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The "Stranny" was also referred to as "The Whistling Bird Cage" due to its many brace wires.
Forty were built in Montreal, Quebec by Canadian Vickers and served in a multitude of roles
from anti-submarine warfare to passenger, mail, and freight carrying to search and rescue,
always compiling a reputation for ruggedness and reliability. The RCAF's first wartime mission
may have been flown by a Stranny on 10 September 1939. No. 908 of 5(BR) Squadron carried out a
patrol from Dartmouth, Nova Scotia.
The Stranny was a twin-engined general reconnaissance flying-boat with a crew of six,
three Lewis machine guns in bow, dorsal and tail positions and a maximum bomb-load of 1,000 pounds.
Known originally as the Southampton Mk.V, it was officially renamed in 1935. Twenty-three served with
the RAF from 1936 to 1940 while the forty with the RCAF served from 1938 to 1946.
Stranraer 913 (or QN*B) belonged to Number 5 (General Reconnaissance) Squadron, operating out of Dartmouth,
Nova Scotia. The unit was mobilized for war on 10 September 1939 and on 31 October was redesignated as
Number 5 (Bomber Reconnaissance) Squadron. During the course of the war the squadron moved several times:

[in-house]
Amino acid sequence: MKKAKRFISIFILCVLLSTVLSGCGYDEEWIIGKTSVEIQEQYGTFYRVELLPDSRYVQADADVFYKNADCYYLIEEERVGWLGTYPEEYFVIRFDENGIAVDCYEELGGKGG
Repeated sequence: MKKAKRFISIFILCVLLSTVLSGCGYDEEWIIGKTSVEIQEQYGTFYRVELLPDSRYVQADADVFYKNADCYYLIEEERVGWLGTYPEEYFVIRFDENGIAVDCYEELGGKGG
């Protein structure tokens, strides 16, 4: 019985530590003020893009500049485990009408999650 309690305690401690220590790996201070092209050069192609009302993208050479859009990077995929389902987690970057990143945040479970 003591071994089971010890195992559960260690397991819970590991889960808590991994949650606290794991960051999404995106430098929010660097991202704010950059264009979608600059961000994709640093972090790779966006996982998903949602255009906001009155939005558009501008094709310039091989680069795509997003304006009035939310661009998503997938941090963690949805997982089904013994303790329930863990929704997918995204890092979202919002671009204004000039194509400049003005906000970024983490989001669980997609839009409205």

to Gander and Torbay in Newfoundland, Yarmouth in Nova Scotia, and Gaspé in Québec as well as flying a
number of detachments in support of Eastern Air Command operations throughout Québec and the Maritimes.
Stranraer 914 of 5 Bombing Reconnaissance Squadron on anti-submarine patrol near Halifax.
This particular Aircraft survived the war and was flown as CF-BYH, finishing its days hauling freight in Tampa, Florida.
Supermarine Stranraer number 937 served from August, 1941 to March, 1944 with 117 Bomber
Reconnaissance Squadron, flying out of Sydney, Dartmouth, and Shelbourne, Nova Scotia and
Jericho Beach, British Columbia. In total, 40 Stranraers served in the RCAF from 1938 to 1946,
on both coasts, in the anti-submarine role.
Stranraer 937 was one of four belonging to 117 (Fighter) Squadron. The squadron was formed at Saint John,
New Brunswick on 1 April, 1938. Over the next five and a half years (until it was disbanded on 15 December, 1943)
the unit underwent three name changes, six geographic moves from coast to coast, and two disbandments prior
to its final one. In all, the squadron existed for approximately three years and eight months and flew
16 Catalinas and 9 Cansos, in addition to Stranraers.